In this month’s selections, from Moonchild’s calming Starfruit to Raveena’s worldbuilding Asha’s Awakening, you will find soundtracks for love, lust, loneliness, rebirth, and rebellion.
2 x Vinyl LP, Compact Disc (CD)
On past albums, Moonchild has made velvety soul mostly in a silo, but on their fifth Starfruit, the trio collaborates with mainstays who have inspired the group, including Alex Isley, Lalah Hathaway, and Rapsody. Amber Navran, Max Bryk, and Andris Mattson experiment with new synths while maintaining their signature atmospheric vibes and Navran’s ever feathery vocals carry vivid love tales from varying perspectives. The piano digs deep on “Tell Him,” as Navran and Hathaway harmonize the pain of feeling unsatisfied in love and not feeling heard by their partner. “He won’t hear a thing I’m saying/ Just wanna make it right,” they sing, longing for a change. For “Too Good,” Navran wonders if the sweetness she’s found with her fiance is too good to be true because of the sour experiences of her past. While “You Got the One,” Isley joins in to float over a liquid groove to assure someone their affections are genuine. “Maybe it seems you, Don’t have much to count on, But you got one, you got one.” Overall, Starchild’s sincerity softens us.
Vinyl LP, Compact Disc (CD)
Kendria Morris’ Nine Lives, channels the origins of classic soul to celebrate her “new chapter; label, and an evolution to the next level of adulthood,” according to her album notes. From her early years playing in bands in her native Florida to collaborating with hip-hop greats DJ Premier and Ghostface Killah on her 2016 EP Babble, Morris has gone through several career rebirths. “My mistake/That I lead nine lives/But it feels so good/Every time I die,” she wails on the album’s title track, speaking to her love for evolution. In its entirety, Morris is an open book, waxing poetic around outgrowing the old and re-grounding in the new. For instance, on “Keep Walking,” she’s clearing the air and breaking off a relationship, but you don’t sense any regret. “I’m finally gonna tell the truth/That I don’t wanna be your love,” she bellows frankly. And “Who We Are” Morris sings prayerfully toward making meaning of this life. “We reach to be loved, and still/We are grasping for something/That feeds us an empty until.” Whether losing or gaining, Morris won’t tire from her pursuit of happiness.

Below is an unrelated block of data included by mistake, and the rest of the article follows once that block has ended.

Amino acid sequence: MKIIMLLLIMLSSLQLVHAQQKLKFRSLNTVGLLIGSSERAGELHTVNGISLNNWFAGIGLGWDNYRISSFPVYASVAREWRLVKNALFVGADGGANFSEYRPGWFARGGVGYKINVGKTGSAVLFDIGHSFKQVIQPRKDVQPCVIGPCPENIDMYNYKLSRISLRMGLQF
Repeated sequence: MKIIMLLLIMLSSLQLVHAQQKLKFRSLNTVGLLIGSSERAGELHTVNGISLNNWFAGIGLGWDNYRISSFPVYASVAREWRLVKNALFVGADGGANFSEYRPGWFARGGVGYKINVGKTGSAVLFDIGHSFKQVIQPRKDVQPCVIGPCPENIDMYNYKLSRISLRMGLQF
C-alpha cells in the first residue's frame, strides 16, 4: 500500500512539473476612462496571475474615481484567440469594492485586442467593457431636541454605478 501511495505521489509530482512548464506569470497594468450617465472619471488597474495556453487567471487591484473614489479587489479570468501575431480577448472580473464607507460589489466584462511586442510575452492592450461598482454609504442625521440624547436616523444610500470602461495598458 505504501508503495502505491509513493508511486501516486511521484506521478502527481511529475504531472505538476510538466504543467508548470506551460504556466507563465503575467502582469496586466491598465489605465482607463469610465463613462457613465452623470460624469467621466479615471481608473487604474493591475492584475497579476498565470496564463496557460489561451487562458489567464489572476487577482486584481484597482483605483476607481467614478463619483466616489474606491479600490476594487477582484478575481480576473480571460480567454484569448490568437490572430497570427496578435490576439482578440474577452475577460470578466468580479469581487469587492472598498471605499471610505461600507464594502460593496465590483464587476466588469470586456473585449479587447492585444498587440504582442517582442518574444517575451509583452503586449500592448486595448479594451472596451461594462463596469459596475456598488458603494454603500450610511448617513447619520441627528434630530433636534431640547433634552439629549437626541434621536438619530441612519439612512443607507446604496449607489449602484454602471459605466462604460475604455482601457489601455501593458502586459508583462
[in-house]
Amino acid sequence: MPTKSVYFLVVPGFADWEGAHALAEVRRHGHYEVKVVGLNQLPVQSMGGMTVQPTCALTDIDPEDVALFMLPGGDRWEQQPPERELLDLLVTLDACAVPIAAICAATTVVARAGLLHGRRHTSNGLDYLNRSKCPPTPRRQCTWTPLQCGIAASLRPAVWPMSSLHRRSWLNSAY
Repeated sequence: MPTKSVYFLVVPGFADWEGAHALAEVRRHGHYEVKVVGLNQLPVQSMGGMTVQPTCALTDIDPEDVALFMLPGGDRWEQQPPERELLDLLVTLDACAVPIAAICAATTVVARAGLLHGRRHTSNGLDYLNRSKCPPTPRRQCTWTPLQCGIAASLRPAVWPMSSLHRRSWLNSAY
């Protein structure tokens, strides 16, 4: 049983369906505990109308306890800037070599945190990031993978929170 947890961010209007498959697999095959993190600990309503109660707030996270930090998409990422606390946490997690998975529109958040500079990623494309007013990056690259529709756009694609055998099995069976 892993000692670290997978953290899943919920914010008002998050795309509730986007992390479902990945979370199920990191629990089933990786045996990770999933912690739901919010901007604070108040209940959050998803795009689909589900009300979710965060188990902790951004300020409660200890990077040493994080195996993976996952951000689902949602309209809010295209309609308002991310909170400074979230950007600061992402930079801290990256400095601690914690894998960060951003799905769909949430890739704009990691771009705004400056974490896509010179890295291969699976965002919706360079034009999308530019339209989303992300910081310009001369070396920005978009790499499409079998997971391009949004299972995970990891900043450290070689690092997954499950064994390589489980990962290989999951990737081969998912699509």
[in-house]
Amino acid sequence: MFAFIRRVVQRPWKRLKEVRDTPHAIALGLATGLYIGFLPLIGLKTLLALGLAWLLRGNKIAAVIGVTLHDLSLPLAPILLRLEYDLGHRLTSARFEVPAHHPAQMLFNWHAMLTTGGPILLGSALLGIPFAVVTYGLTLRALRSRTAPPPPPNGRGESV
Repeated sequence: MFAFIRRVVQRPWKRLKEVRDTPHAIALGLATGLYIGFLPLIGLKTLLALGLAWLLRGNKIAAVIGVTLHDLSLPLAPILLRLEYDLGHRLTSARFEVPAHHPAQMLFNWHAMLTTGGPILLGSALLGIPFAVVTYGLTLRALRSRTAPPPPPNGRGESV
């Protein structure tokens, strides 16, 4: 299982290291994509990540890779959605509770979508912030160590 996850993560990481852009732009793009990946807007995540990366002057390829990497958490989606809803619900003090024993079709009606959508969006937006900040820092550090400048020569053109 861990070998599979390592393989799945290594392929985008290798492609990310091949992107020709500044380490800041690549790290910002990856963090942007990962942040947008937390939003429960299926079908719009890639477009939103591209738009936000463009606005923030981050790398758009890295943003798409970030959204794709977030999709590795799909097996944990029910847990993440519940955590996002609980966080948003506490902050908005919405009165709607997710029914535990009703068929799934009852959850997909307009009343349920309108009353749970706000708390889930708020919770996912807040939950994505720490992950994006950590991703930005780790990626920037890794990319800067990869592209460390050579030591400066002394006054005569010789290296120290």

Ann-Arbor-based i-sef u-sef’s Consistency is a subdued blend of bassoon-led experimental jazz, hip-hop soul beats, and dreary autotune vocals that releases the pain of loneliness. “I hope that this album can encourage whoever listens to reflect introspectively and feel ok being: alone, and not lonely,” the musician writes in album notes. The project kicks off gently and grows more agitated. With smooth transitions, it plays as one long ever-shifting song with 13 scenes. “it’s temporary” is a head-nodding bounce about expecting a connection not to be forever. “This might have some promise/But I know what you’ll do/This is temporary,” he concludes before carelessly letting his guard down. “Y” explores a similar emotion of hopelessness in relationships, “Why invest knowing it’ll end? Why waste time making a mistake?” And on “Better for you,” he watches a past flame move on to another relationship. “I can’t change/but you can leave,” he accepts. Consistency reminds us the anxieties that arise when making and breaking deeper bonds can be transmuted into beautiful art if nothing else.
The Gift – Around The Way Queen
On Jimetta Rose’s “My Damn Self (intro),” she declares over heart-hitting drums: “I make this music/I make it for my damn self.” This ethos carries The Gift – Around The Way Queen, the Los Angeles native’s latest introspective album threading jazzy numbers, R&B grooves, hip-hop-inspired beats, and spoken word. Rose preaches about life throughout the record while inviting her audience to do their questioning around existing, as well. “All you’re looking for is inside of you. Subtract the lies and magnetize the truth,” Rose advises on “When You Wake Up,” a lo-fi boom-bap beat. On “The Ledge,” she searches for fresh air while painting vivid images about the harsh realities of her city. And on the bass-heavy “Might Could Be Nice,” she imagines what it’ll be like for someone to hold her hand again. Although this album had been shelved for years, the elements of finding hope while persevering are timeless and doesn’t give it’s age away.
French R&B artist Crystal Murray’s childhood was filled with influential music played at home—including Beyonce, Betty Davis, and Kelis. Born to an American jazz artist father and a French booking agent mother, her eclectic album reflects the plethora of music she was exposed to as a child—transversing traditional soul, rock, and pop. On the slow-burning “BOSS,” Murray’s confident lyrics pair nicely with the song’s Betty Davis-inspired rock-soul. On the fast-paced “Too Much to Taste” Murray is straightforward about her need for love: “I’ve got so much to give/I’m full of love to waste.” The catchy “Bags on Bags” starts slow before giving way to an endnote that allows Murray’s lyrics to reverberate. The album closes with the electro “GAMES” where Murray’s voice glides on the fiery beat. Twisted Bases is an entryway to Murray’s experimental soul sound.